The transformation of a legacy, or how to go from a family business to a state of the art freight company

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By Natalie Golffed

March 4, 2021

“We have a legacy, DNA that we need to transform”. That’s how Nicolás Rodríguez, Information Manager at Juango, feels about the transformation that the company is going through. Juango started some 30-odd years ago as a family business in the area of freight and transportation.

At first, the company started with 2 trucks. “But then, in the early 2000’s we decided to add more links to our chain and started acquiring warehouses and siloes because having a truck wasn’t a differential factor anymore. And then the soy market crashed, so we found ourselves having an identity crisis, again, because the modifications we did to our business didn’t come from a place of strategy but rather from a place of need”. The soy crisis in 2015–2016 meant that siloes and warehouses were, again, commoditized, so the board of directors again decided to incorporate new services into the company’s value chain, this time with a more strategic view. This meant not only material services, such as rice fractioning but also a turn towards intangible services.

This turn was made possible by the incorporation of a group of young managers, such as Nicolás.

“The board gave us freedom and autonomy. They let us in and in under 10 years we went from one computer connected to the internet to a wide array of technological solutions. We provided our drivers with apps to log their hours in, created an app that we use for warehouse management and in general technology aimed at decentralizing information”.

From Nicolás’ perspective, this was only the beginning. “The second phase”, he explained, “involved taking the expertise and know-how related to logistics and turning them into software in order to make better decisions that streamline our processes as well as make it into a scalable software that lets us imagine Juango in 2025”. What was really interesting about that process, from Nicolás’ point of view, was that when faced with the task of designing software that could help them make better decisions, logistics-wise:

“We realized that some of the things we thought we knew, or took for granted, needed a thorough revision. For example, we mostly focused on drivers and transport units, but realized later that we had to include trailers because they drastically changed the game.”

This, as Nicolás says, is in a way a product of the use of Constraint Programming, because it forced them to think and rethink the relevant variables regarding their operation.

The software Arion developed was named Omnius, as a nod to the Dune saga. Juango needed a way to organize the knowledge acquired through the years regarding freight transportation and coordination in a scalable way that could grow along with them. This meant defining rules and, simply put, questioning the obvious and simplifying the reality. It’s a kind of super juggler that can dispatch as many trucks as needed. Nicolás agreed with the Arion team that Constraint Programming was what they needed because it allowed them to work with a number of real-world variables. “The strategic mapping we worked on let us identify the variables that really impacted our operations, and separate them from the ones that did not”.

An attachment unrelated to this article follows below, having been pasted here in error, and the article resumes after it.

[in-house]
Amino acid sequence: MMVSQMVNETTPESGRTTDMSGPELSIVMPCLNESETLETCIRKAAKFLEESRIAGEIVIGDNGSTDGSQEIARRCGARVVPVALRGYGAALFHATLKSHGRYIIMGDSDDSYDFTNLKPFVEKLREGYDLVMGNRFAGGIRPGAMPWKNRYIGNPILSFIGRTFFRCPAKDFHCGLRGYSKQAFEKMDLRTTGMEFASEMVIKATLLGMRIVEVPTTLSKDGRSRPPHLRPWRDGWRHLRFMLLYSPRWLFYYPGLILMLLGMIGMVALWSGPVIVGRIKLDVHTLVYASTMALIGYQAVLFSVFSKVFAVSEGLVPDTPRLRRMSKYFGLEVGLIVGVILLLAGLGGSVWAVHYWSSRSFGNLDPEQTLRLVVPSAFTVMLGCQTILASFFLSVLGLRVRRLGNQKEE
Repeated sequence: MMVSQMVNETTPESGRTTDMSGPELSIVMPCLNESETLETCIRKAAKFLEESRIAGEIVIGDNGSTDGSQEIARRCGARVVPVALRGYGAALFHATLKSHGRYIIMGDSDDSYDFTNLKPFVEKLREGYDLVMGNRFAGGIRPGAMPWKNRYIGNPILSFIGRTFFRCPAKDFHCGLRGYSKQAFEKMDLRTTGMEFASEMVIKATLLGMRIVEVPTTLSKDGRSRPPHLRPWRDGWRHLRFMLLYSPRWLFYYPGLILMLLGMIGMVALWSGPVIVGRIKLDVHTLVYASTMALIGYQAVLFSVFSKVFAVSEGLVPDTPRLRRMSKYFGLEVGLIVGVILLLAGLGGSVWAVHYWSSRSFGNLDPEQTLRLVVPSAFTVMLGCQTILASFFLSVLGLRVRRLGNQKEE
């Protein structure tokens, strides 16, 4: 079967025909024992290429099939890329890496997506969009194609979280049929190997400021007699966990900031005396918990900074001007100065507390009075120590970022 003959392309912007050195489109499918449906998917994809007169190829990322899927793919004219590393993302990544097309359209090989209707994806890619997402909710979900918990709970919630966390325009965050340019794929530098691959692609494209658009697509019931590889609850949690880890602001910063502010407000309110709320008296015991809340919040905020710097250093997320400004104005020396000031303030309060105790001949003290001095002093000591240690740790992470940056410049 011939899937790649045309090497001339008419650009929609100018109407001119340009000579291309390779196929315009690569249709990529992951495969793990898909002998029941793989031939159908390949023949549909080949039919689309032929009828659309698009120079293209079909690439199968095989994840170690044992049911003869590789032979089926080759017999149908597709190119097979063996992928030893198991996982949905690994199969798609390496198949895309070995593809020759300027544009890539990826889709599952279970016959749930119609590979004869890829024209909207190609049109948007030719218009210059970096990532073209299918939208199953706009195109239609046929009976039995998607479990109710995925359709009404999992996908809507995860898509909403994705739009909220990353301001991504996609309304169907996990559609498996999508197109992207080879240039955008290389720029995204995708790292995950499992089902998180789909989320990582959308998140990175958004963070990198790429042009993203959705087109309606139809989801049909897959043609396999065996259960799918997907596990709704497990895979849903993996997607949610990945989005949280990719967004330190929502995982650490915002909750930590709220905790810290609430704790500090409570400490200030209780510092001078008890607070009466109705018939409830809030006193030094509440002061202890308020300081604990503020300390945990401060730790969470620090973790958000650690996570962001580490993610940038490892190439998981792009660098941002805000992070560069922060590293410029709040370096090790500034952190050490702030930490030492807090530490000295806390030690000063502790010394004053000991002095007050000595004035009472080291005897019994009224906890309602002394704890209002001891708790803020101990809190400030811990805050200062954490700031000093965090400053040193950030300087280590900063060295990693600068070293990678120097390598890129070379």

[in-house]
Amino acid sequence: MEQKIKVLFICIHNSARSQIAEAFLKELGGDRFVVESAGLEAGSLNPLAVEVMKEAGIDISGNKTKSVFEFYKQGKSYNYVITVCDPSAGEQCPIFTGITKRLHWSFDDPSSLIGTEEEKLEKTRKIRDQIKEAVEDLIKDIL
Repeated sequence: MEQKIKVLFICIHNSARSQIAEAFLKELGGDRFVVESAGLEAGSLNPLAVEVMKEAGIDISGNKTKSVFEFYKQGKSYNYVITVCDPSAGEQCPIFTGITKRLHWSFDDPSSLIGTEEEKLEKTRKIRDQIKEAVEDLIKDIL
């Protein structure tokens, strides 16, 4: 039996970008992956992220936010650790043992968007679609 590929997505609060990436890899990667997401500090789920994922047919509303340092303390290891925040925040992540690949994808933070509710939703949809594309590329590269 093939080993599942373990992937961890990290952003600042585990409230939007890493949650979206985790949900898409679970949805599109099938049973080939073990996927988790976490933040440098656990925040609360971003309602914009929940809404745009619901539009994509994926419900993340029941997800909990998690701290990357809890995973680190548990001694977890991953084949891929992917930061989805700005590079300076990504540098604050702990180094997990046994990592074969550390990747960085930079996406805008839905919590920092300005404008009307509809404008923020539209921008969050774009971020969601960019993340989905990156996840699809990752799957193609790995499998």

For Juango, Omnius is “a chance to focus. In many companies, and definitely in logistics, people who are very experienced as far as operations reach a point of saturation when their efficiency is reduced. This tool takes that pressure away from us and makes us focus on the value we bring to our customers, on competitive services’’.

“As for lessons learned”, Nicolás says, “I’d definitely include the perspective and awareness that we now have, where you need differential factors that help you deliver more value to your customers, whether it’s having siloes or having the kind of technology that allows us to anticipate our routes”. And as for the team, “We’ve learned there are three things we look for in a new team member. Skills, flexibility, and the ability to reflect. Skills are important for what they bring to the table, but flexibility is key. Being able (and willing) to go from behind a desk to a warehouse and actually see how freight is loaded and unloaded gives you a wider perspective on the way we do things and in turn on the way we can do it better. And then last but not least is the ability to reflect. In an organization as dynamic as ours, logging the knowledge that we acquire and reflecting on it is central to the growth of Juango.”

Nicolás also believes that the success of Juango is related to traditional factors such as having skilled and risk-taking directors, as well as the desire to be transformed. Also, he says, incorporating younger managers made all the difference and helped shed new light on processes that had improvement opportunities.

Nicolás believes that “more complex things were built using pen and paper than we can fathom. Technology is important when used correctly, but the use we can get out of it is limited to the discussion and mapping that each organization can achieve. All the technology in the world won’t be enough if healthy, transparent internal discussions aren’t held. Technology is, ultimately, a tool that transitions and gets commoditized, and you end up building things on top of existing things. For example, Omnius doesn’t run on a generator. It’s based on the energy that we buy from the electrical company that we use to power our computers that use an operating system made by someone else. Technology is a means, not an end in itself”.